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No.9 Wisconsin kicks off the 2016-17 season at home against Central Arkansas

Before No.9 Wisconsin takes on Central Arkansas at the Kohl Center tonight, Badger Nation looks at the three burning questions we're looking to have answered.

The numbers are well known now surrounding what is returning for Wisconsin basketball team - 99.8 percent of minutes played, 99.7 percent of its scoring and the entire starting five that made it to the Sweet 16 a year ago. It is part of the reason why Wisconsin is ranked No. 9 in the AP poll to start the season under second year head coach Greg Gard.

Despite all that returns, Wisconsin still has to go and show they can live up to the lofty expectations. That journey officially starts tomorrow night against Central Arkansas, which finished 7-21 a season ago.

In this Badger Nation feature, we will look at the three keys or questions for Wisconsin as it strives to win the season opener in the first meeting between the two programs.

Lay up: Play of Wisconsin’s Bench

The bench had its struggles last year from a scoring standpoint (9.5 points per game) and contributing in other areas, but the bench was mostly comprised of three true freshman and redshirt sophomore guard Jordan Hill, who was making his first significant contribution to Wisconsin. The group grew considerably as the season progressed and should be a strength this season considering the Badgers are projected to have the same starting five.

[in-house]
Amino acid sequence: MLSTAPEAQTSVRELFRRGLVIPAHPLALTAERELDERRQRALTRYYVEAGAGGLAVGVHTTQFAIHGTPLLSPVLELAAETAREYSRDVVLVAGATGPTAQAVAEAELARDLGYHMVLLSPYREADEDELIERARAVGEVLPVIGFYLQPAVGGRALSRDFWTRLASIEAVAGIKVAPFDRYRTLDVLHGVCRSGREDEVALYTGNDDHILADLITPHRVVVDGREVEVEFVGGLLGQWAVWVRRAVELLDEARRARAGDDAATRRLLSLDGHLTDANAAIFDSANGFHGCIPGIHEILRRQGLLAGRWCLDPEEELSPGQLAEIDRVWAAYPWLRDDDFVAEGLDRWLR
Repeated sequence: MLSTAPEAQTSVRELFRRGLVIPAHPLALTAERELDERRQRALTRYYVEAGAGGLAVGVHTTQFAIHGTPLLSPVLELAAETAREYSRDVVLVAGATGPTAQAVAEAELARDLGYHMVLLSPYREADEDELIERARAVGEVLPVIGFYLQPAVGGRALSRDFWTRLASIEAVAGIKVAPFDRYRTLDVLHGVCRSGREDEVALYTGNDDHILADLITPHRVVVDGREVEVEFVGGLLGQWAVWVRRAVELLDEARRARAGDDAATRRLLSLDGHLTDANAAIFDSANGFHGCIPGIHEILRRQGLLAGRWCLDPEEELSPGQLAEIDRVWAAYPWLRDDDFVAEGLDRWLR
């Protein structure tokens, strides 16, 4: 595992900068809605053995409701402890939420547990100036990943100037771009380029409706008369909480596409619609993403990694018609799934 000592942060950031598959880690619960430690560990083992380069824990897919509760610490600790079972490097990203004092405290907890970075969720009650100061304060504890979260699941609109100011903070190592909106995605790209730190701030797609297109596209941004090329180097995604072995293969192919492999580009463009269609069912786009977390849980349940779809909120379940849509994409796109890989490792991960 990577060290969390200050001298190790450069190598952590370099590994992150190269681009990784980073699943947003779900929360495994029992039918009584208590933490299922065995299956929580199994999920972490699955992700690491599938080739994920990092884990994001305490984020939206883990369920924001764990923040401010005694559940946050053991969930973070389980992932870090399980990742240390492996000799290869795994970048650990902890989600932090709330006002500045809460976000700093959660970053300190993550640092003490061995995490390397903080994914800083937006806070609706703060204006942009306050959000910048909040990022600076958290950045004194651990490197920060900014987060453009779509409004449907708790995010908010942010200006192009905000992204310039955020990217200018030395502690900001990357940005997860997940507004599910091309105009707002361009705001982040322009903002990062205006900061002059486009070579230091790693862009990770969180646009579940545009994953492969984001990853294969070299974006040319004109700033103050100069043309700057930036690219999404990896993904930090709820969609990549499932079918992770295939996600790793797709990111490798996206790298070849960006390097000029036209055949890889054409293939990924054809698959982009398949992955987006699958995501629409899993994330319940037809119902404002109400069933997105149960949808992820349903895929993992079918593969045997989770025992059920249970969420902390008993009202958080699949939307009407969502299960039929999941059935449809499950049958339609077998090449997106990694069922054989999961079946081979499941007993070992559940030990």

After being one of the Badgers’ more consistent bench players last season, sophomore Khalil Iverson could be one of Gard’s first options, especially since it appears he took a step in his development on both ends of the court over the offseason.

Wisconsin’s starters should be able to generate scoring opportunities against a Bears program that gave up 83.7 points per game last year. A sizable lead will allow Gard an opportunity to evaluate different combinations to see how Wisconsin’s bench can play in a live game, especially since Wisconsin has a tough road test at No.22 Creighton Tuesday night. Not wanting to tax the starters this early in the season means it’ll be important that Iverson, Hill, Alex Illikainen and Charlie Thomas take advantage of the minutes to continue developing and show they can be relied on as the season progresses.

It’ll also be interesting to see what role freshman point guard D'Mitrik Trice will have and how he handles his opportunity to run the offense. Trice had a solid debut in the exhibition against UW-Platteville, registering three points, two assists and zero turnovers in 12 minutes of work. It’s hard to predict how much Trice will play in the season opener but getting him minutes in games against the Bears will allow him to be ready if called upon in the future.

Mid-range jumper: Can Wisconsin Generate High Percentage Shots

Building an early lead Friday will likely start with the play of Wisconsin’s frontcourt, a group that averaged 24.7 points per game last season. Against the Bears, the experience Wisconsin’s frontcourt has should be able to take advantage down low and find ways of converting about the basket.